The maniacal Chinese tycoon Chen Guangbiao was rejected in his offer to buy the New York Times (NYSE: NYT), so now he's going to ask whether the Wall Street Journal is for sale.
His strongest qualification for owning an American newspaper? “I am very good at working with Jews,” the entrepreneur said, according to the South China Morning Post.
Chen, a Chinese recycling tycoon listed among China’s top 400 richest people, made headlines recently by announcing his intentions to purchase the legendary New York Times. When the attempt was rebuffed by the paper, Chen decided one American newspaper is just as good as another.
"I am going to talk to the Wall Street Journal and find out if it's for sale," he said in an interview with Sinovision, a New York-based Chinese television station, on Wednesday, reaffirming his plan to "buy an American newspaper."
Chen added that he knows many American newspapers are owned by Jews, so that makes him the right man for the job as he has “equally competent IQ and EQ” as Jewish people.
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His interest in purchasing the Times stemmed from his desire to work on “rebuilding its credibility and influence” by reforming its award-winning coverage of China, Chen said, but he admitted that he might have ruined his chances with the Times by leaking the proposal to the media.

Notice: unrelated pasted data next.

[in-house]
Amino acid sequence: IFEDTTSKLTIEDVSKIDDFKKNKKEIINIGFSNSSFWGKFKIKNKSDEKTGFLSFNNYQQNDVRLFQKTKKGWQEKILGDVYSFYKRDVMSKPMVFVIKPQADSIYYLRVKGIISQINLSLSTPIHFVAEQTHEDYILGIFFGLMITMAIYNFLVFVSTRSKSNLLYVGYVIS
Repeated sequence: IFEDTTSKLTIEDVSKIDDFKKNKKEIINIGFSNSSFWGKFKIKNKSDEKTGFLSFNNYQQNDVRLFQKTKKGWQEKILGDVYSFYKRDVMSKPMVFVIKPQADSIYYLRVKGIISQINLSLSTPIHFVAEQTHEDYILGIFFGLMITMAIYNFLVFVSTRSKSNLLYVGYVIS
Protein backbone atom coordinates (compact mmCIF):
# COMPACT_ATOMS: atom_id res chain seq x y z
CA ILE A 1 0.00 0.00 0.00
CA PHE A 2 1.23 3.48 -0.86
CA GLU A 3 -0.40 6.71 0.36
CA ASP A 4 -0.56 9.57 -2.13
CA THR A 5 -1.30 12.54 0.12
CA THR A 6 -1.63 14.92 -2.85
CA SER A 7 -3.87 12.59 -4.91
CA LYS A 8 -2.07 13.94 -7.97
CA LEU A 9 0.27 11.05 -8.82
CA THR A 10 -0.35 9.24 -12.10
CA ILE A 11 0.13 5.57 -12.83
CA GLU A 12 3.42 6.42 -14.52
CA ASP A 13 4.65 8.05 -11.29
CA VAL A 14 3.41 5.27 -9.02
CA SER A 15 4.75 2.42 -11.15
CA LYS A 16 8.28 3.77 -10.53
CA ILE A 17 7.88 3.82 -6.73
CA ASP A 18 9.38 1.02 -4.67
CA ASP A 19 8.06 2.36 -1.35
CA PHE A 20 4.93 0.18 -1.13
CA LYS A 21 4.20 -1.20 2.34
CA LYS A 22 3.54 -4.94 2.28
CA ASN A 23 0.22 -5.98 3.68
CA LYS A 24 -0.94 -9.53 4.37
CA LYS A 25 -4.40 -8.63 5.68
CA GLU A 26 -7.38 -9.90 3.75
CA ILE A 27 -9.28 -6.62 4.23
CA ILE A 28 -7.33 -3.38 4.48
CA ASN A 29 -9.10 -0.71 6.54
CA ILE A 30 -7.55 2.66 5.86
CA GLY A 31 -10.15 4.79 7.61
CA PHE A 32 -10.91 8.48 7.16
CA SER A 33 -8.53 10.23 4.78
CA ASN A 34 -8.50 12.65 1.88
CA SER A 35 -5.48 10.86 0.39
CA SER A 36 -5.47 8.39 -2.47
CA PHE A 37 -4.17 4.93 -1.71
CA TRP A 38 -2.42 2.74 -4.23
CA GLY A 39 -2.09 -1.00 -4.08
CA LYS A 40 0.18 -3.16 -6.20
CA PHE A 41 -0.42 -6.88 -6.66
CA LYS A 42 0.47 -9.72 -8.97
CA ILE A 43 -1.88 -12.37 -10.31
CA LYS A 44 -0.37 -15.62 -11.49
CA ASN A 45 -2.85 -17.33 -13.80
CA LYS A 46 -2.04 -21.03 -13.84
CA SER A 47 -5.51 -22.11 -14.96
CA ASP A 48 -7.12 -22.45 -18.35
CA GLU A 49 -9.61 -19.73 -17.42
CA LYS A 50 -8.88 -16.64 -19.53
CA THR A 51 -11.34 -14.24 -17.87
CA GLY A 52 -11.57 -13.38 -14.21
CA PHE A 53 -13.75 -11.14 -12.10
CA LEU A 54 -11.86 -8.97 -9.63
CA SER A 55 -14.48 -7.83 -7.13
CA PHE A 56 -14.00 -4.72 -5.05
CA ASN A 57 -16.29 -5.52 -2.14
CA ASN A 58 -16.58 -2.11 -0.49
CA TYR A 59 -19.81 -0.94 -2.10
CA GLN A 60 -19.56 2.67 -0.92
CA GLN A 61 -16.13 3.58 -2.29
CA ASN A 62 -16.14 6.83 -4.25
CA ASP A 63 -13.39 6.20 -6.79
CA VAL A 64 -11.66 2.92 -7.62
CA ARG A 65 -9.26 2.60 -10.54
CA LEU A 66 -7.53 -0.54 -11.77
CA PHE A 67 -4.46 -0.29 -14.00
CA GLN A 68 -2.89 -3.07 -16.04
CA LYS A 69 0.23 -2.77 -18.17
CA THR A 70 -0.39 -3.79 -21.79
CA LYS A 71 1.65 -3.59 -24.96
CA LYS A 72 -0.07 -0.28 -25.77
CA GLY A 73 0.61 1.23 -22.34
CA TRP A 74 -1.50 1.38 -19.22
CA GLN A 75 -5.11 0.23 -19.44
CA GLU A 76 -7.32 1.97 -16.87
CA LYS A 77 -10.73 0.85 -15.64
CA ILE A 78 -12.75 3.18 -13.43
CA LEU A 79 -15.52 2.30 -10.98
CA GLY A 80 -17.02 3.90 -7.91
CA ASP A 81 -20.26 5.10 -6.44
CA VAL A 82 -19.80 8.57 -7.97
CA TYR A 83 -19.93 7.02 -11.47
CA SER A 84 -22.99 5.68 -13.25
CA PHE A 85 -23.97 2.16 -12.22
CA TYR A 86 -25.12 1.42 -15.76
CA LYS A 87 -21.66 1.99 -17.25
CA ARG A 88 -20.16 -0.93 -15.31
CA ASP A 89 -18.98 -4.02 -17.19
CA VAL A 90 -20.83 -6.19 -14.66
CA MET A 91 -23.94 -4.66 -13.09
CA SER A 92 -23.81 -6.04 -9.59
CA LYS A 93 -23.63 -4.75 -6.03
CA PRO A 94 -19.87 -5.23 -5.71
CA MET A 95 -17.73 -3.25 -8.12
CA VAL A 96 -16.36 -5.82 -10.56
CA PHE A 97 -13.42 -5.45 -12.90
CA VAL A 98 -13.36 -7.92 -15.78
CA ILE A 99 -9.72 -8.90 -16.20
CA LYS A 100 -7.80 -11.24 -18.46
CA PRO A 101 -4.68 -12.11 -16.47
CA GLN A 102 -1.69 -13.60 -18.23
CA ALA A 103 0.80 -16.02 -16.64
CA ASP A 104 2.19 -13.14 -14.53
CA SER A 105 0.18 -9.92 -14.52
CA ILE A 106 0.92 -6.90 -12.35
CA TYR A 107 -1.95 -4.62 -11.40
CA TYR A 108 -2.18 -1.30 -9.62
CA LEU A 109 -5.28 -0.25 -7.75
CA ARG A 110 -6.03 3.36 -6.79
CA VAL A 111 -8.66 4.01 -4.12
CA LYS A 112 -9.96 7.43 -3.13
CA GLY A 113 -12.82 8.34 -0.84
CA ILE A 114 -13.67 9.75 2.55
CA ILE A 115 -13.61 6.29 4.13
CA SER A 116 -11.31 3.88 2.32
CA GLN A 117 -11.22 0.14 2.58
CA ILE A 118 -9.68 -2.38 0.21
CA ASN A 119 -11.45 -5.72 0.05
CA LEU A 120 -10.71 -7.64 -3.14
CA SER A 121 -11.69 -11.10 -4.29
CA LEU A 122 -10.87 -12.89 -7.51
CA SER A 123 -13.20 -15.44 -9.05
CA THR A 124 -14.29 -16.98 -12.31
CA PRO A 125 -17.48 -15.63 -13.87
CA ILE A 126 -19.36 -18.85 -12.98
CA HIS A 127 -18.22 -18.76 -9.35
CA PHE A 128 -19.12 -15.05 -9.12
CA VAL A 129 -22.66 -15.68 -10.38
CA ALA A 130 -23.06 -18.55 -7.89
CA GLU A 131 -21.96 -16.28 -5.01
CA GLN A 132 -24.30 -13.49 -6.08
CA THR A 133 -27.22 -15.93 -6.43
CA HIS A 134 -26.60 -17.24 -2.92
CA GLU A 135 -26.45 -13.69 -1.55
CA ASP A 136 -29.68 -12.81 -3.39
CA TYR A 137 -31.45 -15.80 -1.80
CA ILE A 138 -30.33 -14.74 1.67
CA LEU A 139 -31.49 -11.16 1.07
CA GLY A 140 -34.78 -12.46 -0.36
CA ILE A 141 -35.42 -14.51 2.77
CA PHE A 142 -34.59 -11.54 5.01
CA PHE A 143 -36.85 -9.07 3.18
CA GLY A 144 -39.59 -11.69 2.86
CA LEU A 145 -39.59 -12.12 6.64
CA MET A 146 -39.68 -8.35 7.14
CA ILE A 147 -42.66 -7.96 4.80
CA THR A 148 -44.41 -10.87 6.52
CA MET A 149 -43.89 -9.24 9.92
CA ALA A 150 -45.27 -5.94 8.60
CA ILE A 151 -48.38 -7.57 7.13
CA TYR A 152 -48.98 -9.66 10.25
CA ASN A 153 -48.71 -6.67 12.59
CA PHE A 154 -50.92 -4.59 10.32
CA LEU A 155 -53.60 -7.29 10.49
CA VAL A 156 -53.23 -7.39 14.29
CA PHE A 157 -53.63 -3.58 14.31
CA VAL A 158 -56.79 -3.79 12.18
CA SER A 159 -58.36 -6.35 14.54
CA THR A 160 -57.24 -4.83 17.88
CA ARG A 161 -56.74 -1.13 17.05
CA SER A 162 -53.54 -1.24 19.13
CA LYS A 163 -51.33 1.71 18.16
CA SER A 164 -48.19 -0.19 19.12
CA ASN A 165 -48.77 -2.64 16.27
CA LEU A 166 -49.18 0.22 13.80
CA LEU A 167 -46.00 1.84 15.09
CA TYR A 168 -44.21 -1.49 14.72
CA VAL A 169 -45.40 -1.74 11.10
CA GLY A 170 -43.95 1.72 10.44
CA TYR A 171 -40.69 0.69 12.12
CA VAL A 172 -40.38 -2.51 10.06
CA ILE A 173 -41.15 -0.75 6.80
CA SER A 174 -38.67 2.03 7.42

“I am entirely to blame for this,” Chen said, adding that his interest in the purchase was “serious.” An “interested shareholder” of the New York Times had apparently cancelled a scheduled meeting with Chen due to excessive media attention, the South China Morning Post reported.
Chen has emerged as a fascinating if showy personality on both sides of the Pacific, for pulling stunts such as handing out cash to victims of China’s 2007 earthquake and selling “canned fresh air” to residents of Beijing on days when the city was immersed in smog.
A photo that appeared to be Chen’s English-language business card has gone viral on Weibo, China’s most popular microblogging site. On the card that he has been handing out to reporters in New York, Chen lists his credentials as “Most Influential Person of China,” “China Moral Leader" and “Most Charismatic Philanthropist of China,” among other titles. His Chinese business card bears the same honors.